• Martha Lewis

Sleep better with this exercise for worry and fear



If you constantly worry about the same things over and over and they keep you up at night, here's an exercise to help. Yes, it involves journaling so get your pen and paper ready :)


It’s easy for worrisome and anxious thoughts to spiral into panicky, out of control fears if you don’t keep them in check. Getting your thoughts out on paper is one of the best ways to release them from your mind.


To keep this from happening, I recommend a specific journaling exercise that I learned from business coach Marie Forleo (author or Everything Is Figureoutable, one of my favorite mantras) and have adapted for you:


Here’s the simple activity:


Step 1: Write down your worst fears. Keep writing until you get to the bottom of your fears.


Step 2: Then write, step-by-step, what you’re going to do if those fears actually come true.


Example:


Step 1: Let’s say one of my fears is losing all of my savings and having nothing left. That makes me feel panicked and extremely uncomfortable, even though I realize that the point of having savings is for times like these. What else do I fear? I will also feel ashamed and embarrassed to admit that something happened to make me need this money, whether it's business failure or an emergency, etc.

Step 2: What will I do if this happens?


As soon as I can, I’ll start saving again. I can even save more than usual to build up my savings faster. I’ll start at $100 a month and increase it from there. Even if it takes years, I know I’ll get back to where I was before I lost everything.


Also if I have to, I’ll ask my in-laws for money.


I don’t want to do these things, but I know that I won’t be destitute and homeless.


Now that I see it on paper and have a solution, I have the perspective that it’s not the end of the world. Even if the worst-case scenario happens, I know that I'll be just fine. And knowing that helps me not wake up at 3am worrying about worst-case scenarios.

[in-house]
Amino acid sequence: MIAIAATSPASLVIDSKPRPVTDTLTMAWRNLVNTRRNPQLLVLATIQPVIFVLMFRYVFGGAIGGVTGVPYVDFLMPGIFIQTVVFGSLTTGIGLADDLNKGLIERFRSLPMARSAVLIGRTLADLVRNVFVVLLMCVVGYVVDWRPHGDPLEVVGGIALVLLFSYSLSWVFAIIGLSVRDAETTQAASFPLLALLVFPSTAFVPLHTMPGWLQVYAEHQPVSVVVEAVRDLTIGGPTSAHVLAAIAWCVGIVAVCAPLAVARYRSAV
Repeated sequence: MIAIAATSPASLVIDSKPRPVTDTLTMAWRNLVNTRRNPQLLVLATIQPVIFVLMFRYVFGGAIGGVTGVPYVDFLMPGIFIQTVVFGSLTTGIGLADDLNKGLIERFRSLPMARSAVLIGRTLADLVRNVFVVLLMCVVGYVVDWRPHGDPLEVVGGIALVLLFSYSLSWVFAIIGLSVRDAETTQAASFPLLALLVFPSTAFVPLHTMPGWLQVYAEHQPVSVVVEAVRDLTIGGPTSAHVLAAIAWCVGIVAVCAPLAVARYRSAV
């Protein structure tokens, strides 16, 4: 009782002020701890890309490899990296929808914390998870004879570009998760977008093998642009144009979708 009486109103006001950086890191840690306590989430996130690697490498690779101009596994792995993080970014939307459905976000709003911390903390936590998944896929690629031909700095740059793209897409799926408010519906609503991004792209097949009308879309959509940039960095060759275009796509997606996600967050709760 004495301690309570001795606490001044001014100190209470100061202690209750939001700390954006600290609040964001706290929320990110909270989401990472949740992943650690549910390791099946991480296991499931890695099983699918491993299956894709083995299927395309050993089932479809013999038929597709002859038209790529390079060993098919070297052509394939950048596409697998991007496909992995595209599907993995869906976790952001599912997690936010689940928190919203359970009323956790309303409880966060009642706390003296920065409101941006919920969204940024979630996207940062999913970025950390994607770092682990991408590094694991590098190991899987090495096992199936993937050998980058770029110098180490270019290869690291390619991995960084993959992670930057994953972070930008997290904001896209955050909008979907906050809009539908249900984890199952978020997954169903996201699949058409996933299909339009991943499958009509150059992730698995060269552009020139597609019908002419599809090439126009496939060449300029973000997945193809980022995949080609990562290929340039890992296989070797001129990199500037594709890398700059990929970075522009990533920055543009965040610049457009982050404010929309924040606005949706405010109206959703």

This exercise works for any stressful situation. You’re worried about losing your job? Your boyfriend breaking up with you? Having to move to take care of your in-laws? Getting Covid?


What’s the worst possible thing that could happen? And what will you do about it? Write it down and get those thoughts out of your mind.


Our fears are never as bad as we hallucinate them to be.


The talk about a possible recession sparked me to share this exercise with you. I know that changes in the economy can cause worry and anxiety.


I think it helps to remember that everything is cyclical. What goes up must come down. This is the normal pattern of life. At age 45, I’ve lived long enough to see the ups and downs of the economy.


Living in Jackson Hole during the last recession in 2008, I didn’t experience any difference in my income so it didn’t affect me much personally. I was waiting tables back then and I didn’t see a change in how people were spending money.


However I was affected because I bought a condo with my boyfriend at the time in 2006 at the height of the bubble. Fortunately, we could still make our mortgage payments and so we didn’t lose the condo. But my boyfriend and I broke up and we had to keep the condo for 10 more years until it got back to its original value. I was stuck in a real estate deal with someone who I didn’t want to be in a relationship with at all. But it could have been worse.


Through this experience, I learned that there will be ups and downs and that I’ll always figure it out. I trust myself to get through any experience, to learn from it and grow stronger and smarter.


Now when I hear the news about the economy, I don’t worry about it. I look at the big picture and stay focused on that. As a business owner, I may have to change some things, but I know that I will always figure it out.


I remind myself of everything I have to be grateful for.


If you’re worried about the economy, ask yourself if the worry is helping in any way. Is it helping you make good decisions and take action to protect yourself? Great! Or is it making you feel anxious and scarce and want to hoard money? That might not be great!


Likely, the worry isn’t helping. Once you see that, you can let it go. You can choose to think something else like “I will figure it out no matter what.”


I hope this helps!


And if you want help with your sleep, I’m here for you. I help with mental stress such as worrying about the economy. And I use lab testing to find what’s physically causing your insomnia. Book a call to find out more.